Aim: To investigate whether end-tidal CO2 monitoring is useful for more rapid recognition of tracheal vs. esophageal intubation as compared to standard clinical evaluation in very low birth weight infants during neonatal resuscitation at birth.
Patients and methods: Forty infants were prospectively identified. Tracheal tube placement was evaluated either using an end-tidal CO2 monitor by an investigator not involved in the resuscitation, or by evaluation of clinical parameters by a resuscitation team unaware of the end-tidal CO2 data. The time taken to detect accurate placement of the tube using capnometory vs. clinical determination of tracheal or esophageal tube placement was compared.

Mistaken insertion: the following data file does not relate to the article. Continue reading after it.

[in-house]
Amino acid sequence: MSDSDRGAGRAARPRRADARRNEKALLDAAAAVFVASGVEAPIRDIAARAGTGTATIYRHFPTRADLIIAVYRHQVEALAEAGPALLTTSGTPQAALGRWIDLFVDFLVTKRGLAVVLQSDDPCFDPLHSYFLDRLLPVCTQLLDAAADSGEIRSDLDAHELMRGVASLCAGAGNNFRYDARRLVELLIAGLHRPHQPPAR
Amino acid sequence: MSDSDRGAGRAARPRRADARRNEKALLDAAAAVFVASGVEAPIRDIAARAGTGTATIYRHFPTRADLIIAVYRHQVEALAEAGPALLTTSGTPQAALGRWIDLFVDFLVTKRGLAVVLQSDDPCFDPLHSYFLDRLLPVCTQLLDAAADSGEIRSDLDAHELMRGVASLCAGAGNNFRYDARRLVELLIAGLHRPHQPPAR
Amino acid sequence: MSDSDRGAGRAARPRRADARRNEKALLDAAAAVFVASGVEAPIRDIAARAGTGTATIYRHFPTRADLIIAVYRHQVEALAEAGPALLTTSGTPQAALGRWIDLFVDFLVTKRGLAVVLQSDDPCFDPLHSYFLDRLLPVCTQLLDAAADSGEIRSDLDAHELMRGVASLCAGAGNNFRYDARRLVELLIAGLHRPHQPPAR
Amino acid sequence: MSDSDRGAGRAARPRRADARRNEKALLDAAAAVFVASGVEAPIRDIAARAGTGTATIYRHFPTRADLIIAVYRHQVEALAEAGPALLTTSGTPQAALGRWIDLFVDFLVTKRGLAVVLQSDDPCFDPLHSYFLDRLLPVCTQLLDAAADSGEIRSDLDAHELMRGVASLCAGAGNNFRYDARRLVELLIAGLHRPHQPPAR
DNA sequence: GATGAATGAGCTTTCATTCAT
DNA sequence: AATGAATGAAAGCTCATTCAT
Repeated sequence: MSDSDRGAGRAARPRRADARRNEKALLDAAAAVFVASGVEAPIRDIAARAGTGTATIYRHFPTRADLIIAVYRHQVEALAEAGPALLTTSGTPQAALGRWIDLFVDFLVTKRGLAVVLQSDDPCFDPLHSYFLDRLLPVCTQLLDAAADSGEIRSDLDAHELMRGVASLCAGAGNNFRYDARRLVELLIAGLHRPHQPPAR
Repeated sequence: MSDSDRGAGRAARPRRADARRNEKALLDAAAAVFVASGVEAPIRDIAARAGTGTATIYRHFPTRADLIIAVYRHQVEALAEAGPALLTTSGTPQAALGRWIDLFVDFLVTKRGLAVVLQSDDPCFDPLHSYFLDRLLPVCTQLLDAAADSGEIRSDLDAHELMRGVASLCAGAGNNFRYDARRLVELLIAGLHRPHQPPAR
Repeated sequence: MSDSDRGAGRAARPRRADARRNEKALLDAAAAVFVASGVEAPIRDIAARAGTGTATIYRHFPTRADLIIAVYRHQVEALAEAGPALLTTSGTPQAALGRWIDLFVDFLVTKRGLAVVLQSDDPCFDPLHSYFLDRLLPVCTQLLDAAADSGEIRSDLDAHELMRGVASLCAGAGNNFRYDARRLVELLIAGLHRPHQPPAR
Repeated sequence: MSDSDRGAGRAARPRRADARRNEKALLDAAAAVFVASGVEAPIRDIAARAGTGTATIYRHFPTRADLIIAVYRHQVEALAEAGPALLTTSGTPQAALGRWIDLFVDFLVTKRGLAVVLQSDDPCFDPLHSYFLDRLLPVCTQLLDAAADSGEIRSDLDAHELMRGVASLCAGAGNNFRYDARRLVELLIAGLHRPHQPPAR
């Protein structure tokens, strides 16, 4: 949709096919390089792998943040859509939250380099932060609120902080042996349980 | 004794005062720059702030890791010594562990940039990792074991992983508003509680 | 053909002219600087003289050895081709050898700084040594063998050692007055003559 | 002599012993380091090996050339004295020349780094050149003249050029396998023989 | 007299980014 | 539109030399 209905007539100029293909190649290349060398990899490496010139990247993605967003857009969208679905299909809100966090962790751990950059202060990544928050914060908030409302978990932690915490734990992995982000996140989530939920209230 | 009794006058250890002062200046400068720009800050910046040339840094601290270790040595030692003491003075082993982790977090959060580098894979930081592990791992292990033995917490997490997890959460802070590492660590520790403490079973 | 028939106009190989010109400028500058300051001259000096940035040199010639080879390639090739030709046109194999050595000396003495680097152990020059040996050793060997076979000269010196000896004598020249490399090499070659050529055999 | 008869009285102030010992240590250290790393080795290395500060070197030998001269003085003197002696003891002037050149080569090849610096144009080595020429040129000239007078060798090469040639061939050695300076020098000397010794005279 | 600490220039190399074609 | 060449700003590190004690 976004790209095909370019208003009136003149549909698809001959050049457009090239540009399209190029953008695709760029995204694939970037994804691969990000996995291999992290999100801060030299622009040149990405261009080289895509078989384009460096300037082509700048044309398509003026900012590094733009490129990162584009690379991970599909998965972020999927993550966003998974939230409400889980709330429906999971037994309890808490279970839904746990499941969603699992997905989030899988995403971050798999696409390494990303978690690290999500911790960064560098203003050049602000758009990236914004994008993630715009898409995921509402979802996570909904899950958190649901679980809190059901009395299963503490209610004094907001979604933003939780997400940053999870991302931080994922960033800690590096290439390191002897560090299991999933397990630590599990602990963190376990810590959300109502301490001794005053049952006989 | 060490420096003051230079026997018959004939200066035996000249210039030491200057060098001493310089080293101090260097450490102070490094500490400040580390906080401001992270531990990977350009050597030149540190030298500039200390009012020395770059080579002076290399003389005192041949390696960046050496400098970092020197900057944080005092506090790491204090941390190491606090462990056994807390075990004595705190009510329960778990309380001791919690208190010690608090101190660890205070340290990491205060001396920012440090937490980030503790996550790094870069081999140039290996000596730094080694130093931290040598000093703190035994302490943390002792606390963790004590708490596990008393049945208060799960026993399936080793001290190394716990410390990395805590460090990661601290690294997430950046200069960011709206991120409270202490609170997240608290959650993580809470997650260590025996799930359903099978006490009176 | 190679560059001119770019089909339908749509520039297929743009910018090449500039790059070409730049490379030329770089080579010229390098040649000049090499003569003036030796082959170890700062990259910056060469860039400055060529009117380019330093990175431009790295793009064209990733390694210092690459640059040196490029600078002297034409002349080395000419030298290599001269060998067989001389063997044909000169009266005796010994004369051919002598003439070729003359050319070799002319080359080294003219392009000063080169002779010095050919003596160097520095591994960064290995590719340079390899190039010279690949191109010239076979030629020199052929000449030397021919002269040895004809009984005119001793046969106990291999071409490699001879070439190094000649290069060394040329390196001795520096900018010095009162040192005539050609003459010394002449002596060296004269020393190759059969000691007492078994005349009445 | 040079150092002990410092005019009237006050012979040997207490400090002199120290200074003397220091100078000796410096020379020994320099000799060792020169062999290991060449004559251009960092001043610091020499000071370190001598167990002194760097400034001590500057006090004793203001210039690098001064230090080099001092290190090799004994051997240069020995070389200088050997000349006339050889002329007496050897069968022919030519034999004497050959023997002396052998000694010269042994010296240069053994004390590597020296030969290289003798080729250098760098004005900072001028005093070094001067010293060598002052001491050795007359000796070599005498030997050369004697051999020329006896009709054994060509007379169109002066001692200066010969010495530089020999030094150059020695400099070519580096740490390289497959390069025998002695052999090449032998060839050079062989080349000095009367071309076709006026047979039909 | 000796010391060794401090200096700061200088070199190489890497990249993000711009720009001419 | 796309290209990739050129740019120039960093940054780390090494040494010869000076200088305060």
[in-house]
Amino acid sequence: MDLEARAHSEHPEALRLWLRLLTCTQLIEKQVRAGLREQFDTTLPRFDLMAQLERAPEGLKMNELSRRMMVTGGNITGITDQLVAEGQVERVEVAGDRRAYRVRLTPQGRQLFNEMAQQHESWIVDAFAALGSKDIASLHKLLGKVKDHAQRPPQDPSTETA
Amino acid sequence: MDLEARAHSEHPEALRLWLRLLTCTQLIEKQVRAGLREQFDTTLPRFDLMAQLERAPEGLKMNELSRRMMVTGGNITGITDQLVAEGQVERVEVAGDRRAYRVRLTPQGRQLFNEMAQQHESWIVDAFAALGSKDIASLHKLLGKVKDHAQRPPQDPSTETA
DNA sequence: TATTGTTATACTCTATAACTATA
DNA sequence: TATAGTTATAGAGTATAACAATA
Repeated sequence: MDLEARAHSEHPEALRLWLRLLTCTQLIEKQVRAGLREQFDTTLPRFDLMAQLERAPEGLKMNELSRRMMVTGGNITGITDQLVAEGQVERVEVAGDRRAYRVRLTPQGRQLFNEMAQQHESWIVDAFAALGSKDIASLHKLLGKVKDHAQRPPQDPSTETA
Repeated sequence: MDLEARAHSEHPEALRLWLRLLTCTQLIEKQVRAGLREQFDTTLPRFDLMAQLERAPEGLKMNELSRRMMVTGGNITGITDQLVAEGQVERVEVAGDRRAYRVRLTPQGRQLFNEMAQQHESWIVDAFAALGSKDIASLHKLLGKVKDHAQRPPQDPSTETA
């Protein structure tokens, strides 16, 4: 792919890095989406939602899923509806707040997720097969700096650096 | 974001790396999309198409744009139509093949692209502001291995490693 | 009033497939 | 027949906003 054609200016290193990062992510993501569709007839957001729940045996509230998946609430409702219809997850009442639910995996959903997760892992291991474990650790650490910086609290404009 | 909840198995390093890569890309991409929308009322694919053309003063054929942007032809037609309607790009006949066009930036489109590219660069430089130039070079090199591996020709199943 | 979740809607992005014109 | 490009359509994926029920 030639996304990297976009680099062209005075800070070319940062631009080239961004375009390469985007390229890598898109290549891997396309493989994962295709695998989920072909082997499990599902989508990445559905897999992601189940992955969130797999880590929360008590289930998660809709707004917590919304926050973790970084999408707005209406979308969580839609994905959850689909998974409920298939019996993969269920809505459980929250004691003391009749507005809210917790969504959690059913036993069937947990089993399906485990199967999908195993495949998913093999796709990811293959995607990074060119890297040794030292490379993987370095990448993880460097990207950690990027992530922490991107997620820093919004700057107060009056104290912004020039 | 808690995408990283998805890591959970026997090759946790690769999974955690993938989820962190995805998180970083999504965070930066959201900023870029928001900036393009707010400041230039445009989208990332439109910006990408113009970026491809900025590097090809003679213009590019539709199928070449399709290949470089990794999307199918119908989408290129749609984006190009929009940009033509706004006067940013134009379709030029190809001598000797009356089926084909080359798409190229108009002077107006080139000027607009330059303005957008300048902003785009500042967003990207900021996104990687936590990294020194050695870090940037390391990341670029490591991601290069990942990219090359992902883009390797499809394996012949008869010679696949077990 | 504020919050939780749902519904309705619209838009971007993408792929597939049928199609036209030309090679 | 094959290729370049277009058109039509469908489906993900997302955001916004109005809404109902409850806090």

Results: A total of 54 intubations was analyzed from 40 neonates. End-tidal CO2 monitoring correctly identified all 40 tracheal and all 11 esophageal intubations with 100% accuracy. On the other hand, clinical evaluation demonstrated discrepancies in three cases. The mean time in seconds for capnographic determination was significantly faster than clinical determination for both tracheal (7.5±1.3 vs. 17.0±3.4, P<0.01) and esophageal intubation (6.5±0.7 vs. 19.9±1.8, P<0.01).
Conclusion: Exhaled CO2 detection is a sensitive and accurate technique to confirm tracheal tube placement in very low birth weight infants during neonatal resuscitation.